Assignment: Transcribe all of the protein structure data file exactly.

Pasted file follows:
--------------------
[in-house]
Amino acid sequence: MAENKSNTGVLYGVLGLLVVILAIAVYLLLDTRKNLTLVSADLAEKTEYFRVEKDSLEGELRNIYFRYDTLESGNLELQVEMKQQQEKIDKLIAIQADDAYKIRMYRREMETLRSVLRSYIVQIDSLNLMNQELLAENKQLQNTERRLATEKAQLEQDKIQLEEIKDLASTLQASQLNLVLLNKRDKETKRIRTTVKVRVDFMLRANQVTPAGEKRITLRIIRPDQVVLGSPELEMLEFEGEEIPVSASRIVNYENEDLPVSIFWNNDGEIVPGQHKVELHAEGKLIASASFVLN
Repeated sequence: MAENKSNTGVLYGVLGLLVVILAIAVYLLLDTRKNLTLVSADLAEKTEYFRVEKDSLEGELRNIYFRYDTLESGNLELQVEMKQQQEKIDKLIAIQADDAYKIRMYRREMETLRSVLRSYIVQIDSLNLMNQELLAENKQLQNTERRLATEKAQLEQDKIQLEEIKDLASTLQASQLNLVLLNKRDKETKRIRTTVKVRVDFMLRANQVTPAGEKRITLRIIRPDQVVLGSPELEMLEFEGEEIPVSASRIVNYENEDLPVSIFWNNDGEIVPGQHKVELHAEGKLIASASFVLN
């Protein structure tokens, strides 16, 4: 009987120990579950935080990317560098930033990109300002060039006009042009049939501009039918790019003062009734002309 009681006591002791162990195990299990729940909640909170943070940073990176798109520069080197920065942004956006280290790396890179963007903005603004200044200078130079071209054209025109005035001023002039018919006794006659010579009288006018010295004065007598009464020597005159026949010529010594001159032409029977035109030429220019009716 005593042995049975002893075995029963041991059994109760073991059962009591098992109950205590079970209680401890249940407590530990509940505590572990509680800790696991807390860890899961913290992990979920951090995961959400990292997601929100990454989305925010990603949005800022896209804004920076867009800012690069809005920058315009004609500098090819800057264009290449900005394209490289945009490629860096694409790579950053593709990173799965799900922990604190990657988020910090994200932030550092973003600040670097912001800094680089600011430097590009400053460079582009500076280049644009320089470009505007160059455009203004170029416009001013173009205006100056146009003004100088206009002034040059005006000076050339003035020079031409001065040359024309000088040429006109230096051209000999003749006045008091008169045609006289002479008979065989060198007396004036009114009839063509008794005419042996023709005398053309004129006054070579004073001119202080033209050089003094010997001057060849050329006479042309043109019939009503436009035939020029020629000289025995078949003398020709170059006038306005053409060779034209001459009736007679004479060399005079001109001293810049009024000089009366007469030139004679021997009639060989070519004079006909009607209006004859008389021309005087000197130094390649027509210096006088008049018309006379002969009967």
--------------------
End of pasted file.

[in-house]
Amino acid sequence: MAENKSNTGVLYGVLGLLVVILAIAVYLLLDTRKNLTLVSADLAEKTEYFRVEKDSLEGELRNIYFRYDTLESGNLELQVEMKQQQEKIDKLIAIQADDAYKIRMYRREMETLRSVLRSYIVQIDSLNLMNQELLAENKQLQNTERRLATEKAQLEQDKIQLEEIKDLASTLQASQLNLVLLNKRDKETKRIRTTVKVRVDFMLRANQVTPAGEKRITLRIIRPDQVVLGSPELEMLEFEGEEIPVSASRIVNYENEDLPVSIFWNNDGEIVPGQHKVELHAEGKLIASASFVLN
Repeated sequence: MAENKSNTGVLYGVLGLLVVILAIAVYLLLDTRKNLTLVSADLAEKTEYFRVEKDSLEGELRNIYFRYDTLESGNLELQVEMKQQQEKIDKLIAIQADDAYKIRMYRREMETLRSVLRSYIVQIDSLNLMNQELLAENKQLQNTERRLATEKAQLEQDKIQLEEIKDLASTLQASQLNLVLLNKRDKETKRIRTTVKVRVDFMLRANQVTPAGEKRITLRIIRPDQVVLGSPELEMLEFEGEEIPVSASRIVNYENEDLPVSIFWNNDGEIVPGQHKVELHAEGKLIASASFVLN
């Protein structure tokens, strides 16, 4: 009987120990579950935080990317560098930033990109300002060039006009042009049939501009039918790019003062009734002309 009681006591002791162990195990299990729940909640909170943070940073990176798109520069080197920065942004956006280290790396890179963007903005603004200044200078130079071209054209025109005035001023002039018919006794006659010579009288006018010295004065007598009464020597005159026949010529010594001159032409029977035109030429220019009716 005593042995049975002893075995029963041991059994109760073991059962009591098992109950205590079970209680401890249940407590530990509940505590572990509680800790696991807390860890899961913290992990979920951090995961959400990292997601929100990454989305925010990603949005800022896209804004920076867009800012690069809005920058315009004609500098090819800057264009290449900005394209490289945009490629860096694409790579950053593709990173799965799900922990604190990657988020910090994200932030550092973003600040670097912001800094680089600011430097590009400053460079582009500076280049644009320089470009505007160059455009203004170029416009001013173009205006100056146009003004100088206009002034040059005006000076050339003035020079031409001065040359024309000088040429006109230096051209000999003749006045008091008169045609006289002479008979065989060198007396004036009114009839063509008794005419042996023709005398053309004129006054070579004073001119202080033209050089003094010997001057060849050329006479042309043109019939009503436009035939020029020629000289025995078949003398020709170059006038306005053409060779034209001459009736007679004479060399005079001109001293810049009024000089009366007469030139004679021997009639060989070519004079006909009607209006004859008389021309005087000197130094390649027509210096006088008049018309006379002969009967």